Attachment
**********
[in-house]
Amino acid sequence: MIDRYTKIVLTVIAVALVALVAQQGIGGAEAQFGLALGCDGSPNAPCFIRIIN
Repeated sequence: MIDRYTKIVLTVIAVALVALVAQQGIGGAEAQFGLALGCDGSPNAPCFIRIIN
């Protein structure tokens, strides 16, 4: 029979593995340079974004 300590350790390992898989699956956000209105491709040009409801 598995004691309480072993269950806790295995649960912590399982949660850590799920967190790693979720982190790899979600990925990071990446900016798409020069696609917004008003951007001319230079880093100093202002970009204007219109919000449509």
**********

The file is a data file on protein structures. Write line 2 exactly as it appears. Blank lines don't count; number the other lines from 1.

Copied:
Amino acid sequence: MIDRYTKIVLTVIAVALVALVAQQGIGGAEAQFGLALGCDGSPNAPCFIRIIN